Australians may soon be able to undergo ultrasound diagnostics by remote, thanks to world first robotics technology developed by Deakin University in partnership with Telstra. Darren Van Ginkel from our Chief Technology Office takes a look at the technology and what it means for you.
The objective of the HER (Haptically-Enabled Robotics) project is to develop advanced haptic (force feedback) and stereovision capability for remote ultrasound procedures, a system that is capable of being controlled over Australia’s telecommunication network.
In the future, a number of remote communities could be supplied with an ultrasound ‘robot’ for medical diagnosis requirements. When needed, a skilled sonographer or doctor could log onto the system from their home location and perform the diagnosis with haptic, stereovision and full two-way audio visual communications.
The addition of stereovision can improve operator situational awareness by giving the operator depth perception, which also contributes to the accuracy and efficiency of manipulation tasks.
A principal advantage of this system is the ability to translate the sense of touch to the operator. Haptic feedback allows an operator to feel and experience the remote environment, through the robotic system, as though they were interacting with it directly. This project addresses the tele-operation control system requirements for robust manipulator control over the internet.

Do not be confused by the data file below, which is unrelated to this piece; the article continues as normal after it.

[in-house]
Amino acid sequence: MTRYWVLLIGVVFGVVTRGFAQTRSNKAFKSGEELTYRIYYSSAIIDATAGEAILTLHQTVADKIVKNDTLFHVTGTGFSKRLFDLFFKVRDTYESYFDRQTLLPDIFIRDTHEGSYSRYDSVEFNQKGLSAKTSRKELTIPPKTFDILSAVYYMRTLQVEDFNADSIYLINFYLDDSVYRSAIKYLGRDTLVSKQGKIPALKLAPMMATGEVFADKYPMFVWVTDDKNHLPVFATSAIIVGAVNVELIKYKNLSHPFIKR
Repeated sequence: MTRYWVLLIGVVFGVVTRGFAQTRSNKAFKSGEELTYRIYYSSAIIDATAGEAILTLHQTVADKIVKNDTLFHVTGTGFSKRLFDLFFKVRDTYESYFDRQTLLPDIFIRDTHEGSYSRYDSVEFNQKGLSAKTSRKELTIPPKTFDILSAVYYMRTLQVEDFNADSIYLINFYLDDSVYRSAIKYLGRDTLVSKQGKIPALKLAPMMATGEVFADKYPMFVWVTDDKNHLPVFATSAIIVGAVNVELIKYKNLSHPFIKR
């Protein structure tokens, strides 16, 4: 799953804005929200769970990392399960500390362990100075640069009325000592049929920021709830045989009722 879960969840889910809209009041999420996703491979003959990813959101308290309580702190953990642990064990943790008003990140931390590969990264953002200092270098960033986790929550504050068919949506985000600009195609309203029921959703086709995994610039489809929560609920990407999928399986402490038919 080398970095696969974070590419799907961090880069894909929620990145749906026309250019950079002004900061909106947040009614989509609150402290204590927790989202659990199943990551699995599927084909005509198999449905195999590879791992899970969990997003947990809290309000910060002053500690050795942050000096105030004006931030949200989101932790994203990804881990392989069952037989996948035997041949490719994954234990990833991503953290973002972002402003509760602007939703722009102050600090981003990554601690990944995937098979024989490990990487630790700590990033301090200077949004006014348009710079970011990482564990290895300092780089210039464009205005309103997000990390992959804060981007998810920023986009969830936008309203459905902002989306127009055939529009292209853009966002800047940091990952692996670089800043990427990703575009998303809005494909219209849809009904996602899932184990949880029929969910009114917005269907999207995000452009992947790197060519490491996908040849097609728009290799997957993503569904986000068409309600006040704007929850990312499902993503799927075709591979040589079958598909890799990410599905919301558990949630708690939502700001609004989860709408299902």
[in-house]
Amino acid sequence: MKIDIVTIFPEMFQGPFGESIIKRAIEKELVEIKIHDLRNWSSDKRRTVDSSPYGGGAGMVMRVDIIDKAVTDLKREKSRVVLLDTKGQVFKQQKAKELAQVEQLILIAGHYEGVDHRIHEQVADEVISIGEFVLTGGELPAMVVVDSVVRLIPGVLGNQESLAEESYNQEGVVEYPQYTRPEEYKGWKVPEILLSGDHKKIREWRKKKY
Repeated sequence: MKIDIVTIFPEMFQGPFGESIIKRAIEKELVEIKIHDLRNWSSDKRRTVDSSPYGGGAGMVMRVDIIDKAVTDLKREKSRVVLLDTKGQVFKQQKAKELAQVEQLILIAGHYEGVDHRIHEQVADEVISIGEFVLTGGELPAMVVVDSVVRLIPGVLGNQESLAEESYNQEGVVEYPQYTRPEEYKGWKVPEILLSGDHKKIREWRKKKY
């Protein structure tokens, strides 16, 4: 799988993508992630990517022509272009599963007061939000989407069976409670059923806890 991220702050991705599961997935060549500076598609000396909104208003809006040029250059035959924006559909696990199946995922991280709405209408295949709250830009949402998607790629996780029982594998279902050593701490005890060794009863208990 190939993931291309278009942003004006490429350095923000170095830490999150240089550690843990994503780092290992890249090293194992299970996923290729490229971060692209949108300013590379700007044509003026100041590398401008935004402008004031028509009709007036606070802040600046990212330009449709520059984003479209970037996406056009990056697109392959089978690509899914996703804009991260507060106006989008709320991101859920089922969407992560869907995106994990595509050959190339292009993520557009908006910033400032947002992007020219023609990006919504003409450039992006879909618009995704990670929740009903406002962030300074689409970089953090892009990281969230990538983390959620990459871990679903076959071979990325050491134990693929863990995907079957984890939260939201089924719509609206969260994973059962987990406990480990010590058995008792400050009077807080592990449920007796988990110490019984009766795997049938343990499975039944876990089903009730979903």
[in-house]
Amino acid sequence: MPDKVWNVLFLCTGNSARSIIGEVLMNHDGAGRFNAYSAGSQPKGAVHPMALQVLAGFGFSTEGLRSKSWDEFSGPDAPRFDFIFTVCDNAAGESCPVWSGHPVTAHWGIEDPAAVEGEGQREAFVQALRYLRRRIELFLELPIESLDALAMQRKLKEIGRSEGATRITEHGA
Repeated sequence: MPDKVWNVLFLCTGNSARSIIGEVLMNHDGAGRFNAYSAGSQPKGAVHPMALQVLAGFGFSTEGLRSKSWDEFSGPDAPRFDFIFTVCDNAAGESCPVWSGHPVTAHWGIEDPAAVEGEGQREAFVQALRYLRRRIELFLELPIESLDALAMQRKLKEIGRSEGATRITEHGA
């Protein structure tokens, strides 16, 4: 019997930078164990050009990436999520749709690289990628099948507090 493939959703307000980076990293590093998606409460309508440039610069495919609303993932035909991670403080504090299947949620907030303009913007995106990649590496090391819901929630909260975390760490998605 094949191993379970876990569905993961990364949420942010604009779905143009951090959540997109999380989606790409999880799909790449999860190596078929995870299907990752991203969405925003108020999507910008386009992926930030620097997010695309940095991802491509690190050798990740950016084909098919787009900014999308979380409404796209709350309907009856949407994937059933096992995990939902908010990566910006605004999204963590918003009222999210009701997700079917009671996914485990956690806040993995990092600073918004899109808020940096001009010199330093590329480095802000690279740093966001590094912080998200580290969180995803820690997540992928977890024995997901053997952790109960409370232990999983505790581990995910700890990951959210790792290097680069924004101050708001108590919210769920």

The system has been successfully demonstrated using data links to represent network latency existing between Melbourne and several regional and rural cities within Australia.
Early stage testing has extended the trial beyond initial expectations by proving the technology on Telstra’s 4G wireless network making the system truly portable and expandable to cover over 97% of Australia’s population.
What it means for you
Ultrasound is a type of imaging which uses high-frequency sound waves to look at organs and structures inside the body. Healthcare professionals use it to view the heart, blood vessels, kidneys, liver, and other organs.
The haptics robotics technology (once in market) means that people who live in regional Australian communities would have increased access to sonography services – which are used in the detection and treatment of heart disease, heat attack and vascular disease that can lead to stroke.
Sonography is also used to guide fine needle tissue biopsies for taking cell samples from an organ for lab testing (such as testing for cancer).
The sonographer or doctor controls the robotic ‘arm’, their movements are sent in real time across the 4G network to the other half of the robot which is being operated at the patient end. The system can translate a sense of touch to the doctor as if he was in the same room as the patient.
Currently people who live in remote areas experience a delay between having an ultrasound and receiving the results – which happens once their scans have been sent to a physician and reviewed, a process that can take weeks.
The real time nature of this technology means that this delay is eliminated, as results are delivered immediately. This will also reduce the need for patients to be rescanned, which can be required if the physician has follow up questions upon receiving the initial scans.
Ultimately this is about early detection of issues and improving patient care in regional Australia – innovating to make our healthcare systems even better.